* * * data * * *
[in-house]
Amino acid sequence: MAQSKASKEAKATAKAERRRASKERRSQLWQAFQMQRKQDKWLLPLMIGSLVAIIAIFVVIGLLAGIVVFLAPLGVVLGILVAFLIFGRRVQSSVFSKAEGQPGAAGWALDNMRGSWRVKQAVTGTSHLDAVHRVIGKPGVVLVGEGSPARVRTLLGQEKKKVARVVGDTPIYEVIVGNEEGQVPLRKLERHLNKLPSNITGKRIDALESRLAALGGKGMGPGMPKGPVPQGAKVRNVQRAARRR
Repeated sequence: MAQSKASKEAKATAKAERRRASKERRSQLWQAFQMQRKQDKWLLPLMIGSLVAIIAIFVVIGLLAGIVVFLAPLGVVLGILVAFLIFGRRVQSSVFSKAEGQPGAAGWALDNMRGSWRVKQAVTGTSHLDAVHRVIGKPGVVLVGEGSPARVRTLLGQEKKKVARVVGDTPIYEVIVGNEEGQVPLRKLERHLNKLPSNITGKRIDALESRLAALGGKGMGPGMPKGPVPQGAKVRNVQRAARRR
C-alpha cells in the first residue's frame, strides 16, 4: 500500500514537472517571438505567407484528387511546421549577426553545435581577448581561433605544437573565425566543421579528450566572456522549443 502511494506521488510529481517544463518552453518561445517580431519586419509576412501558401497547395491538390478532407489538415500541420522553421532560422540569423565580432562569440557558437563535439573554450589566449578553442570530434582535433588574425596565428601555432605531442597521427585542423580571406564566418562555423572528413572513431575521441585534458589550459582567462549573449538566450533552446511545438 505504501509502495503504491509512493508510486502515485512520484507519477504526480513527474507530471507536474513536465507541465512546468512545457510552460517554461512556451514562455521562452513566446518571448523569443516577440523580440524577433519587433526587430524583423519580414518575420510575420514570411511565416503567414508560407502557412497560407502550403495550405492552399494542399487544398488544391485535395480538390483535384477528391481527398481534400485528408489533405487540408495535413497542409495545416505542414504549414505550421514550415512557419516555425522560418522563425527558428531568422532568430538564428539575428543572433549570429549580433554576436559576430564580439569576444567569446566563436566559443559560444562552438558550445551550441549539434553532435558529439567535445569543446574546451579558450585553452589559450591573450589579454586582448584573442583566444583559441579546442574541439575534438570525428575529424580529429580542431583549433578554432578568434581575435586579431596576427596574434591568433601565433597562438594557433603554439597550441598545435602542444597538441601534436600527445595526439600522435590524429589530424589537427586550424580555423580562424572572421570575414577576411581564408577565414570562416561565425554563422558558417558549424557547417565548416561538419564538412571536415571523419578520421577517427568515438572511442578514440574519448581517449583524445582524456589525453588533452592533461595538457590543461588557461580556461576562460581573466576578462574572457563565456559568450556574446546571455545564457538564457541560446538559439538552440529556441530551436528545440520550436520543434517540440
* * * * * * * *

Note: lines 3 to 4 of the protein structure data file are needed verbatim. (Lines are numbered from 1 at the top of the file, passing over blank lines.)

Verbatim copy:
Repeated sequence: MAQSKASKEAKATAKAERRRASKERRSQLWQAFQMQRKQDKWLLPLMIGSLVAIIAIFVVIGLLAGIVVFLAPLGVVLGILVAFLIFGRRVQSSVFSKAEGQPGAAGWALDNMRGSWRVKQAVTGTSHLDAVHRVIGKPGVVLVGEGSPARVRTLLGQEKKKVARVVGDTPIYEVIVGNEEGQVPLRKLERHLNKLPSNITGKRIDALESRLAALGGKGMGPGMPKGPVPQGAKVRNVQRAARRR
C-alpha cells in the first residue's frame, strides 16, 4: 500500500514537472517571438505567407484528387511546421549577426553545435581577448581561433605544437573565425566543421579528450566572456522549443 502511494506521488510529481517544463518552453518561445517580431519586419509576412501558401497547395491538390478532407489538415500541420522553421532560422540569423565580432562569440557558437563535439573554450589566449578553442570530434582535433588574425596565428601555432605531442597521427585542423580571406564566418562555423572528413572513431575521441585534458589550459582567462549573449538566450533552446511545438 505504501509502495503504491509512493508510486502515485512520484507519477504526480513527474507530471507536474513536465507541465512546468512545457510552460517554461512556451514562455521562452513566446518571448523569443516577440523580440524577433519587433526587430524583423519580414518575420510575420514570411511565416503567414508560407502557412497560407502550403495550405492552399494542399487544398488544391485535395480538390483535384477528391481527398481534400485528408489533405487540408495535413497542409495545416505542414504549414505550421514550415512557419516555425522560418522563425527558428531568422532568430538564428539575428543572433549570429549580433554576436559576430564580439569576444567569446566563436566559443559560444562552438558550445551550441549539434553532435558529439567535445569543446574546451579558450585553452589559450591573450589579454586582448584573442583566444583559441579546442574541439575534438570525428575529424580529429580542431583549433578554432578568434581575435586579431596576427596574434591568433601565433597562438594557433603554439597550441598545435602542444597538441601534436600527445595526439600522435590524429589530424589537427586550424580555423580562424572572421570575414577576411581564408577565414570562416561565425554563422558558417558549424557547417565548416561538419564538412571536415571523419578520421577517427568515438572511442578514440574519448581517449583524445582524456589525453588533452592533461595538457590543461588557461580556461576562460581573466576578462574572457563565456559568450556574446546571455545564457538564457541560446538559439538552440529556441530551436528545440520550436520543434517540440